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Phase III ERP Benefits: The Art of the Formerly Impossible

Companies are progressing through three distinct phases of Enterprise Resource Planning (ERP) implementations, our research on ERP benefits shows. During the first two phases, companies look at ERP as a cost center or at best an opportunity to cut costs or routine business processes.
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Written by Bill Swanton on

Companies are progressing through three distinct phases of Enterprise Resource Planning (ERP) implementations, our research on ERP benefits shows. During the first two phases, companies look at ERP as a cost center or at best an opportunity to cut costs or routine business processes. Only a few have made it to Phase III, where the real money comes from improving operations.

The Bottom Line: Companies must go beyond streamlined back-office processes and capitalize on their full global potential by creating uniquely competitive business processes that were impossible without a newly consolidated ERP platform.

Phase I--Automation: ERP scattered all over your corporate landscape

In the rush to beat Year 2000 demands or the inability to get different business units to agree on common processes, many companies simply let each organization and even each country implement its own copy of the corporate ERP standard.

The Takeaway: The result was dozens or even hundreds of incompatible ERP instances.

Phase II--ERP consolidation: Just builds a back-office platform

In our recent ERP Benefits Realization survey, back-office cost savings from implementing shared services dominated the aggregate Return on Investment (ROI) received for these projects:

  • 20% (of ROI) came from Information Technology (IT) savings, with 64% centralized in a shared services arrangement.
  • 22% came from General and Administrative, with more than 70% centralizing Finance and Human Resources and 47% in Travel and Expense.
  • 13% came from Procurement, which was the only operational business process implemented in a majority (54%). The harmonization of customer, supplier, and material information provides an ideal platform for strategic sourcing.
  • 13% was categorized as “other” overhead categories.
Relegated to the bottom of the ROI numbers were operational business areas, the ones that actually generate revenue and value. As a portion of aggregate ROI for the projects, they were all in the single digits:
  • 9% (of ROI) in inventory cost reductions
  • 8% in other supply chain and logistics costs
  • 8% in sales and marketing costs
  • 7% in manufacturing costs
The Takeaway: 55% of the ROI in these major projects came out of overhead and a total of 68% was pure cost cutting. A great defense, but when will ERP be used on the offense?

Phase III--Transformation: Create new operational processes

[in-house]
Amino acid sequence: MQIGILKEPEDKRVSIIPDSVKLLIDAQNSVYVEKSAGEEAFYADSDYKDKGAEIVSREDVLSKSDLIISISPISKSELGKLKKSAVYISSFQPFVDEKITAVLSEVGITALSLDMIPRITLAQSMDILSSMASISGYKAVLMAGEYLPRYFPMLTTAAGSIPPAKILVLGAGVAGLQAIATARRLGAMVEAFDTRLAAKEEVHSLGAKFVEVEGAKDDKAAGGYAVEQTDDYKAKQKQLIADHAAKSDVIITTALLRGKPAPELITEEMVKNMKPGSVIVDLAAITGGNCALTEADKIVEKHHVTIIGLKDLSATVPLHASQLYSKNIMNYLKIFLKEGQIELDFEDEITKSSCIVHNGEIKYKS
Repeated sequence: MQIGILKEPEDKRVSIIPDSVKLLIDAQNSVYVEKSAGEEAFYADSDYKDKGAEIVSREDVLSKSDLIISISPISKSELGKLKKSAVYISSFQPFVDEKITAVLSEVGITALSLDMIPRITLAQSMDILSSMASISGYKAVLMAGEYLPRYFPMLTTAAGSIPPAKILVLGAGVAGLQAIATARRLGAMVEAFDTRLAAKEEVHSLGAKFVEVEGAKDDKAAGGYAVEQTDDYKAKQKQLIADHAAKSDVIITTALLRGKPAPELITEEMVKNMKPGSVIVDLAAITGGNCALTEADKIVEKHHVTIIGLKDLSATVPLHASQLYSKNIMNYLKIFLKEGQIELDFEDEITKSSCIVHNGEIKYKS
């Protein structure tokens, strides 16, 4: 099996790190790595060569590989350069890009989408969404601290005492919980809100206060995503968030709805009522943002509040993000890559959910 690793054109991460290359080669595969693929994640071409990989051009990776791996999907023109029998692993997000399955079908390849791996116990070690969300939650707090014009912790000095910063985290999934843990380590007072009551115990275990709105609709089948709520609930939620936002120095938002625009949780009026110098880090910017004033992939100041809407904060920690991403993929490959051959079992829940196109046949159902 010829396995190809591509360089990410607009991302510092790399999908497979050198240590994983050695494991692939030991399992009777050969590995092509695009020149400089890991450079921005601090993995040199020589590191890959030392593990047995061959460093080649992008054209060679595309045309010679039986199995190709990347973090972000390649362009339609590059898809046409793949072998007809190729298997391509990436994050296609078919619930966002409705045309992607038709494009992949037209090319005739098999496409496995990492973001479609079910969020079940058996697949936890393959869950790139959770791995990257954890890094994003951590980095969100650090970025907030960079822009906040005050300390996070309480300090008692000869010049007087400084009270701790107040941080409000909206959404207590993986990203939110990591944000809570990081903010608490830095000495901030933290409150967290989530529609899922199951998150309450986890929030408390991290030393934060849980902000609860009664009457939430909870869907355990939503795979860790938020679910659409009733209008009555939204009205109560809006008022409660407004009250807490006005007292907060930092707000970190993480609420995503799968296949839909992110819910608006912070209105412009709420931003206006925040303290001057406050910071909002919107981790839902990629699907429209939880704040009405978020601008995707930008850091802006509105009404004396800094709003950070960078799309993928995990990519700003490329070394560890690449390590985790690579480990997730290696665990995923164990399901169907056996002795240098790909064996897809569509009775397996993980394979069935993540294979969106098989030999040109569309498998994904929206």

Operational business processes offer about two-thirds of the potential benefits, yet our survey shows that they are only a third of the benefits reaped to date. It is time for companies with consolidated ERP to shift their attention to operations.

What formerly impossible, or at least difficult, strategies are companies evaluating here? Some examples include the following:

  • Combining logistics across business units with neighboring facilities
  • Combining distribution centers and Less Than Truckloads (LTLs) can fill trucks, reduce lanes, and eliminate unneeded facilities
  • Dynamically sourcing product from different manufacturing and distribution facilities based on inventory and capacity
  • Shared services for manufacturing--think of it as your own internal contract manufacturer
  • Global order management, showing a single face to global customers across business lines
  • Consolidating country-based sales, marketing, and distribution operations in geographies, such as Europe, which have high density and falling barriers to trade
  • Coordinating procurement of key commodities across business units and geographies
  • Creating supplier portals that consolidate the needs of each business unit and provide a way of deepening the partnership with the supplier
The Takeaway: What was once impossible to consider is now in reach with consolidated ERP.

Projects are incremental, restricting the scope of change

Unlike the massive ERP consolidation project, Phase III projects are highly focused on specific business process areas, which means:

  • Fewer people are affected by each project, reducing retraining issues
  • The ERP work is often to turn on or reconfigure functionality already owned, reducing the pressure to upgrade ERP
  • Projects can be run in parallel, potentially generating benefits quicker
The downside is that an executive with clout has to convince business units to give up total control and cooperate with their peers.

Recommendations: To start tackling these formerly impossible projects, AMR Research recommends the following:

  • Create a benefits realization framework to track and reward cross-business-unit collaboration.
  • Identify the unique opportunities for your company. A good place to start is periodic face-to-face brainstorming meetings for business process experts across the company.
  • Manage a portfolio of potential and active projects, understanding dependencies and which require new or upgraded ERP software.
  • Don’t be content with cost cutting--look for opportunities that will change the way your company competes in the market, taking full advantage of your size and unique characteristics.
AMR Research originally published this article on 29 April 2004.

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